Inductively Coupled Plasma Mass Spectrometry (ICP-MS)
Definition - What does Inductively Coupled Plasma Mass Spectrometry (ICP-MS) mean?
Inductively coupled plasma mass spectrometry is a technique used to analyze the elemental composition of a material. This is done by heating a material with inductively coupled plasma. The plasma turns the material's atoms into ions. These ions are then evaluated by a mass spectrometer. The information gathered by the mass spectrometer is used to determine the elemental composition of the material.
Corrosionpedia explains Inductively Coupled Plasma Mass Spectrometry (ICP-MS)
Inductively coupled plasma mass spectrometry is used to identify the presence of many metals and some non-metals in a material. It is especially useful for identifying rare-earth elements.
The material being evaluated must be in a gaseous or aerosol form at the time of analysis. If the original material is a liquid, it is typically converted into a mist by nebulization. If the material is a solid it is typically vaporized.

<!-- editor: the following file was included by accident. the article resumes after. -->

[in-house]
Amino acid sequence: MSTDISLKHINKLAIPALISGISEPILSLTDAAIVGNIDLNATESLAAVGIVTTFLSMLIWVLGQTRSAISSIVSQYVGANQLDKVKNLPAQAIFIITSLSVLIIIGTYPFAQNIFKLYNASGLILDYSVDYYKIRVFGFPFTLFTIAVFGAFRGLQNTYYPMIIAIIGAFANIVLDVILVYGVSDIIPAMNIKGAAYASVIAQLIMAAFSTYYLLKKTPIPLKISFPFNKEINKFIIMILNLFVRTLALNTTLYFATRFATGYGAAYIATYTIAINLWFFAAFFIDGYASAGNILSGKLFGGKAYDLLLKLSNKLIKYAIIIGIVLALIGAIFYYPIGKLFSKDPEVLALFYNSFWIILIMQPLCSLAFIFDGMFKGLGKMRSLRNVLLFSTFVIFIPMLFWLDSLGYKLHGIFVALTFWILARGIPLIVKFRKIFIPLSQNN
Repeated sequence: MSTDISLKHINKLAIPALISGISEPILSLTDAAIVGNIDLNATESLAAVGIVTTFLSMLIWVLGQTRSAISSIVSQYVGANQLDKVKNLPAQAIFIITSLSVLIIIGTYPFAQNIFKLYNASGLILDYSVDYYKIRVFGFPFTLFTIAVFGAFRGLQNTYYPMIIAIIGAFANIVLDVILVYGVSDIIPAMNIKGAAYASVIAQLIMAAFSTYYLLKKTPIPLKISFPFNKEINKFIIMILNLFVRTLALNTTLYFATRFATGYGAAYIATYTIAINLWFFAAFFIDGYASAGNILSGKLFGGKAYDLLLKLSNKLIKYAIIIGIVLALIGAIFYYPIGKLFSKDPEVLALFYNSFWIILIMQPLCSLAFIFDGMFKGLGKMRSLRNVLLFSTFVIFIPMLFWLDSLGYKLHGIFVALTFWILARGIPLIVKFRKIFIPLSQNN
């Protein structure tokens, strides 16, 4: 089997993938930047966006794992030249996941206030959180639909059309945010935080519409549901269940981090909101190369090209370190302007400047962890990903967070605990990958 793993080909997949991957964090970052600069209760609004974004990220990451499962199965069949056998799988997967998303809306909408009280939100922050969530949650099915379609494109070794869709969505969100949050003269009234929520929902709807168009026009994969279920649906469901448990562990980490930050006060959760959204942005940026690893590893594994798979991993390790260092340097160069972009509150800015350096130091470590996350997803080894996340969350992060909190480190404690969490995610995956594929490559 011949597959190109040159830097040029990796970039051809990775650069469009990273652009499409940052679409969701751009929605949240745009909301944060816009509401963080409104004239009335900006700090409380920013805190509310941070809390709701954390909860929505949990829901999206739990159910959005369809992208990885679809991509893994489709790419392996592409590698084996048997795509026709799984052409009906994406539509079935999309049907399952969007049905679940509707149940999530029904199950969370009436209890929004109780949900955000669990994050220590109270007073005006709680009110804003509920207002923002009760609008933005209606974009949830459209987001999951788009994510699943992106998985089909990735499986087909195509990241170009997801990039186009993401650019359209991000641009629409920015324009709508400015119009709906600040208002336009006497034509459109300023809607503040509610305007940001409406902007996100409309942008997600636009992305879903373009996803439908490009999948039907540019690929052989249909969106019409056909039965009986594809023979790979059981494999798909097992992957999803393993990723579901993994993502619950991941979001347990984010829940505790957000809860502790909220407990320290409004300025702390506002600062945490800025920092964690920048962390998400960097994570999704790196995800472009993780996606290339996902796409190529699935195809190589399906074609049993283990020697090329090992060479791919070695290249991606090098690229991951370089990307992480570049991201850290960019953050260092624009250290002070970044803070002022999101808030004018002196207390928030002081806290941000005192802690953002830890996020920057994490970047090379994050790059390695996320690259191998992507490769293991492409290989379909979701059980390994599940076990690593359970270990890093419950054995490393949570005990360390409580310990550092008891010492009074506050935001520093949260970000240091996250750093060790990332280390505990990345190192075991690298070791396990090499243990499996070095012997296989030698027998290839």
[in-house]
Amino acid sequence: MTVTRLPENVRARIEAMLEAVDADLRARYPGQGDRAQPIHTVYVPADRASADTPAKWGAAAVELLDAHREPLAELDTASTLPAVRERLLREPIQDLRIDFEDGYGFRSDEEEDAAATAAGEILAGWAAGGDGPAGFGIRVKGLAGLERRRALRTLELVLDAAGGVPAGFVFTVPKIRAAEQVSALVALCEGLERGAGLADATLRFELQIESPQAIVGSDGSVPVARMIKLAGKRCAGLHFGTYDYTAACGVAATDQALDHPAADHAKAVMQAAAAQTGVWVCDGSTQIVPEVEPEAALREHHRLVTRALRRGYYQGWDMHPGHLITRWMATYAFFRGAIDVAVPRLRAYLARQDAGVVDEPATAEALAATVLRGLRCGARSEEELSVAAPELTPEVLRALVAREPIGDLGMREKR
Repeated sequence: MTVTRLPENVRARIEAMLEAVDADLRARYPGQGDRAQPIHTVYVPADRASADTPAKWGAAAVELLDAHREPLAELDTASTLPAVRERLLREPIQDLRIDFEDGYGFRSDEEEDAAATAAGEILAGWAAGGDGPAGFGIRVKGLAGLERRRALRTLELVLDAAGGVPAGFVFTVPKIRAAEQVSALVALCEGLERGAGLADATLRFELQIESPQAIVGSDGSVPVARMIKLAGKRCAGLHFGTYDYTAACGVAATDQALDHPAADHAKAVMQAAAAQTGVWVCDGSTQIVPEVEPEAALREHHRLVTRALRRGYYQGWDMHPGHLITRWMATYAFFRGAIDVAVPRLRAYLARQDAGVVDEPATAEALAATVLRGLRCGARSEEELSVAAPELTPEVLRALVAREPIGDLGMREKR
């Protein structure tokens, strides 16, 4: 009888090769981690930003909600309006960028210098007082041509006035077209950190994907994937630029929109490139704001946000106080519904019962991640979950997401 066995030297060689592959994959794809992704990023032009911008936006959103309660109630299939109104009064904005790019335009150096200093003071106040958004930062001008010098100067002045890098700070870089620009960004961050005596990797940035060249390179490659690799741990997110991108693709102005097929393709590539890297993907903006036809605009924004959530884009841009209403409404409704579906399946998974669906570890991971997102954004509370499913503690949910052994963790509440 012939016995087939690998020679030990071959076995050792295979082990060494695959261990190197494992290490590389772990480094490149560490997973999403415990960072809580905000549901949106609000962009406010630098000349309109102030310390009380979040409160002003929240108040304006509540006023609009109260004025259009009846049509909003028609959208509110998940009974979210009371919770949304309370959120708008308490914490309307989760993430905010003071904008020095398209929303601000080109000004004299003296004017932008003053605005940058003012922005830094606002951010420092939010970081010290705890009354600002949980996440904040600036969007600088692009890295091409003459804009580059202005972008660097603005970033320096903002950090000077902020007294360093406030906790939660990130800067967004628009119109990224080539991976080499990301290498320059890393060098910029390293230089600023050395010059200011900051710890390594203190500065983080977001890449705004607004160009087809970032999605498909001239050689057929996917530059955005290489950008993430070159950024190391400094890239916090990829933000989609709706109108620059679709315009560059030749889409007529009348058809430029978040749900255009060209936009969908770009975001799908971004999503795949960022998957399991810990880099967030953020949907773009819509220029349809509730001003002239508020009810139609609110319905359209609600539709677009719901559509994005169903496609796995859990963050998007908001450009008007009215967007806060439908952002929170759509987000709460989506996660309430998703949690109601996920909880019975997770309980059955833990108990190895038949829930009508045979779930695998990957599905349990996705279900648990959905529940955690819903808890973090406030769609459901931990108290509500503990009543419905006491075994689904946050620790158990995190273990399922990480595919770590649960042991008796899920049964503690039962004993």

Argon is usually used as the plasma gas for inductively coupled plasma mass spectrometry. A flow of argon is brought through the torch and then a spark from a power source ionizes it. Once converted to plasma, it can achieve temperatures over 6,000°C (10,832°F).
There are many benefits to inductively coupled plasma mass spectrometry over other forms of mass spectrometry. However, the advantages and disadvantages of each type of mass spectrometry must be evaluated to determine which is best for a particular application.